Wednesday, October 22nd, 2014
October 20, 2104
Nice job on your October 2014 article The Most Exciting Time in the History of Psychiatry! You hit the right reference points regarding past achievements and challenges ahead for our field of psychiatry.
As our esteemed colleague Allen Frances points out in his article in the October issue Failing the Mentally Ill http://www.psychiatrictimes.com/authors/allen-frances-md, we as a society (including psychiatrists and the medical community) continue to squabble about where government and insurance money should go to treat mental disorders, how to define them, and who are the truly ill among us deserving of that money.
We certainly do need to talk about where the money is going and who controls this. Why not let the patients and their families choose? Do articles about Direct Pay, health care insurance linked to HSAs, and innovative approaches to patient-family concierge arrangements which will empower poor and seriously mentally ill patients. By the way, why are our fellow citizens called “public” patients?
As you know, the daily work of psychiatrists in independent, private practice requires constant attention to how much they are paid, by whom, and for what. As the old adage goes, “He who pays the piper calls the tune.” We simply must look at how the financing of psychiatric care affects the patient, his family, and the profession. See http://physician-patient.org/pages/the-direct-pay-dp-psychiatric-practice-model/ Moreover, Tara Bishop et al reported that more than 40% of solo and small group private practice psychiatrists today do not take Medicaid or Medicare. See http://www.nytimes.com/2013/12/12/us/politics/psychiatrists-less-likely-to-accept-insurance-study-finds.html?_r=0 Either we move to consumer-directed funding or else psychiatry is a tool of the state. Let’s look into the ethics and consequences.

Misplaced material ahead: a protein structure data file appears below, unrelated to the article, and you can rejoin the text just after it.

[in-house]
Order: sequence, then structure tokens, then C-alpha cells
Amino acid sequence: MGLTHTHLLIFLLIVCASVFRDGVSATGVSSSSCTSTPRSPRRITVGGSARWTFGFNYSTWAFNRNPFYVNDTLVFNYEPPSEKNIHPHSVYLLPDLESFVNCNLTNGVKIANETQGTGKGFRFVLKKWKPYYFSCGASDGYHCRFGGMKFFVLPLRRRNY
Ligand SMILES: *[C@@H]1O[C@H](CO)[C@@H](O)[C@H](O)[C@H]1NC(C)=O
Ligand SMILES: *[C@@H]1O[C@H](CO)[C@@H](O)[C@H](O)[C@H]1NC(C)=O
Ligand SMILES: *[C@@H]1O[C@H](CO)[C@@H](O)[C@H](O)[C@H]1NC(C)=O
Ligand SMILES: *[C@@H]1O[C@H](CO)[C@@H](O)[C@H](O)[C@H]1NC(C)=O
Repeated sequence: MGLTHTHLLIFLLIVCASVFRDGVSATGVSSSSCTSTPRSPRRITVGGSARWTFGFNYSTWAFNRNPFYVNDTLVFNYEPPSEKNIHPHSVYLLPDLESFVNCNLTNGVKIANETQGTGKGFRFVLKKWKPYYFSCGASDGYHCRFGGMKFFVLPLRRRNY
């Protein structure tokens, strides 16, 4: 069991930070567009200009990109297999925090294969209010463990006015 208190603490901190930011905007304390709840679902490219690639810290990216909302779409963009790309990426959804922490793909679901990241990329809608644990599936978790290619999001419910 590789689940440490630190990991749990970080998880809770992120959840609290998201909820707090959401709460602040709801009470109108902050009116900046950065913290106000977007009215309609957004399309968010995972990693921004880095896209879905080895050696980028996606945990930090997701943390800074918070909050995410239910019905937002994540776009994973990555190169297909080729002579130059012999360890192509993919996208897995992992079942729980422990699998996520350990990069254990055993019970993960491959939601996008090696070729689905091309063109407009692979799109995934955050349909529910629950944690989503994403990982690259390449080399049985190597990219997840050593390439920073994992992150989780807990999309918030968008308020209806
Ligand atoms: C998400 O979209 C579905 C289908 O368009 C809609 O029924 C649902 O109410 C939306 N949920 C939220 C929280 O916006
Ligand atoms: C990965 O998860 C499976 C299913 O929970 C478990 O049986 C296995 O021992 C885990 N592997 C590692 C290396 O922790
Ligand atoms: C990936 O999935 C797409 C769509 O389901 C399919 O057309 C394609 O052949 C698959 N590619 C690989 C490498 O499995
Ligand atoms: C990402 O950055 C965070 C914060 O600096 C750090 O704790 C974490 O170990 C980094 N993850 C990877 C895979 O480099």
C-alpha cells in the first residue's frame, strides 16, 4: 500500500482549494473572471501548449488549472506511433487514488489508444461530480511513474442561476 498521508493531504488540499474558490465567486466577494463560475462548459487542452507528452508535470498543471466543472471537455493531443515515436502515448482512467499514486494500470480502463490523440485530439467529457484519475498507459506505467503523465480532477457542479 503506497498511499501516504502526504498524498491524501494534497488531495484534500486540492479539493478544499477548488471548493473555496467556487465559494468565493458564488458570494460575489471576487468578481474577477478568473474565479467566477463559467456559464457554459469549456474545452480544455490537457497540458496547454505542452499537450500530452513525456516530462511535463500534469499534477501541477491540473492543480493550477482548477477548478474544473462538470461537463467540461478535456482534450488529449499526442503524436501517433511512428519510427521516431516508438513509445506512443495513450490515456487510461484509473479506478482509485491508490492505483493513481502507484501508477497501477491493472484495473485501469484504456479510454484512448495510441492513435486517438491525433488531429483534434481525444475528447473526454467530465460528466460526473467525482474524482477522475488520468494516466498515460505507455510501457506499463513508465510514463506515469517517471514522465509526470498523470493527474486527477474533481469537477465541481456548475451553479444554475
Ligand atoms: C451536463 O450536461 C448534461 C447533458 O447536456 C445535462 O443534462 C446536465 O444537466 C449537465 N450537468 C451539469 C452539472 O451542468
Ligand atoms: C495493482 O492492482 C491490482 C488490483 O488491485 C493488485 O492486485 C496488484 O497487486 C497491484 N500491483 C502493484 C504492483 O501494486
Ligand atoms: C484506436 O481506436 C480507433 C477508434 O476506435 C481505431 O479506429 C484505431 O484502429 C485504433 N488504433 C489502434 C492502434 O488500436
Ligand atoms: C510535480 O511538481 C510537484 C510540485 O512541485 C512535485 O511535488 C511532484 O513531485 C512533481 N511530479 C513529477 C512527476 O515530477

A Direct Pay practice means that a patient pays at the time of service or contracts for ongoing access to a physician-patient relationship in a concierge arrangement. This need not be a rich man’s business! The government or third party insurance company can easily reimburse patients and families or care provided in a Direct Pay practice. Moreover, Direct Pay for psychiatrists and other physicians mitigates very real threats to privacy and confidentiality posed by managed care medicine which are exponentially increased under the ACA and mandated EMRs, truly enhances a positive doctor-patient therapeutic alliance and sharpens focus on needed patient-family networking and advocacy.
So, I hope you will do Psychiatric Times articles on Direct Pay, new insurance concepts and models featuring patient (family) controlled HSAs and expanding these concepts to publicly funded Medicaid, VA, and Medicare programs. Innovative approaches to concierge medicine for poor and seriously mentally ill patients (now shamefully called “public patients”) will help address Dr. Frances’ concerns about the “shameful neglect” of the severely mentally ill in and by our society.
Lee Beecher, MD